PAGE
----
The only feeding inside the hive I prefer is with bee cnady or fondant. I have fed syyrup inside the hive in the past, and feel nothing is wrong with it as long as its done before cold weather sets in. Inside feeding through late fall or even in winter injects a huge abnormal amount of moisture that the bees have to deal with.

    If they go outside the hive, I know what they bring back is an amount they can handle and process.

  9. #8
    Join Date
    May 2005
    Location
    Raleigh, North Carolina
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    I've had trouble with boardman feeders set on the hive and even with top feeders
    what has worked well is an inverted jar over the inner cover hole (enclosed by a box)
    my conclusion has been anything that results in an "open pool" of syrup is a bad idea near the hive
    the feeders I saw iddee use are entrance feeders but they are a wooden stand into which you insert an inverted jar with small holes punched in the lid so hence no "open pool"
    he seems to have no problems and they're easy to refill
    I'm gonna test some chicken water fonts full of syrup placed a couple hundred feet away and will report results

    Dave

  10. #9
    Join Date
    Aug 2006
    Location
    McLeansville NC
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    My bees have been taking about a quart every 2 1/2 days through an entrance feeder. I have seen very few bees around my house prior to getting this one hive. I only know of about three hives near me, and they are all aproximately 1 mile from here.

    I only have the one hive, and up until yesterday I have had a robber screen on the hive. After removing the robber screen, I have noticed that there is not as much activity around the hive as before I removed it. I was wondering if anyone could possible explain why they would have slowed down on their activity after removing the robber screen? The activity is less than before, and would not indicate any flow at all, and the syrup is not being used either. One quart has been on the hive since Tuesday, and only a portion of it is gone. Should I change it out?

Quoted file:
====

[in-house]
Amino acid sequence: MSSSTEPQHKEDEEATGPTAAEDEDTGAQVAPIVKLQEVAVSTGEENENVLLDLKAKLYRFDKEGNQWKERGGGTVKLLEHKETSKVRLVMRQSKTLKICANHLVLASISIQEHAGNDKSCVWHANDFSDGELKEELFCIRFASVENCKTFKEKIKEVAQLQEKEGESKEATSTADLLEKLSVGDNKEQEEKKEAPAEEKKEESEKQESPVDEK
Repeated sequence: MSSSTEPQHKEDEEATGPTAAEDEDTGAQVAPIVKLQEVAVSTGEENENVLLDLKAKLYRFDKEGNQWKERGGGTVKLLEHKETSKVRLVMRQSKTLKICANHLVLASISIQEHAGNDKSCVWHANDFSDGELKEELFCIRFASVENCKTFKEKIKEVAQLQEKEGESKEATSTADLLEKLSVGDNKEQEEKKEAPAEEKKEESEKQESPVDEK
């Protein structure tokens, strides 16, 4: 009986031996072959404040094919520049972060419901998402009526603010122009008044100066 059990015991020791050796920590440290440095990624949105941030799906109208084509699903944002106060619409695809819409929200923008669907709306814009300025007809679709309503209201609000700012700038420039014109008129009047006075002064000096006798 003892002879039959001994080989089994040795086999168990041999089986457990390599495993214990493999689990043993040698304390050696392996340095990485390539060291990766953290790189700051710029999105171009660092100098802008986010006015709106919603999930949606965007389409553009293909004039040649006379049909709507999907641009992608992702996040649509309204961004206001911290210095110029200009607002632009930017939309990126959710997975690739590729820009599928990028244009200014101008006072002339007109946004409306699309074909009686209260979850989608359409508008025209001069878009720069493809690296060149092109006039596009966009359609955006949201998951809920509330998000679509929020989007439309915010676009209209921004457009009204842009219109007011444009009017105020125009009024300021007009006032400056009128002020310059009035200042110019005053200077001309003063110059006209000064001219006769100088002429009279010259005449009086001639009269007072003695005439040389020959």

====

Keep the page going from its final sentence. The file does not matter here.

[size="1"][ September 15, 2006, 07:15 PM: Message edited by: NCBeginner ][/size]
    Ron

  11. #10
    Join Date
    Aug 2002
    Location
    Nehawka, Nebraska USA
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    &gt;Throw your entrance feeder away.

    No. Put them on top of the inner cover with a box around them and a lid on them. Just don't put them on the entrnace. [img]smile.gif[/img]
    Michael Bush bushfarms.com/bees.htm "Everything works if you let it." ThePracticalBeekeeper.com 42y 40h 39yTF

  12. #11
    Join Date
    Feb 2003
    Location
    lewisberry, Pa, usa
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    Or send them to me!

  13. #12
    Join Date
    Jun 2005
    Location
    Greensboro, N.C.
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    Teach your bees some manners, then they work fine.

  14. #13
    Join Date
    Aug 2006
    Location
    McLeansville NC
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    My bees are not working at all. I think they are on strike.
    Ron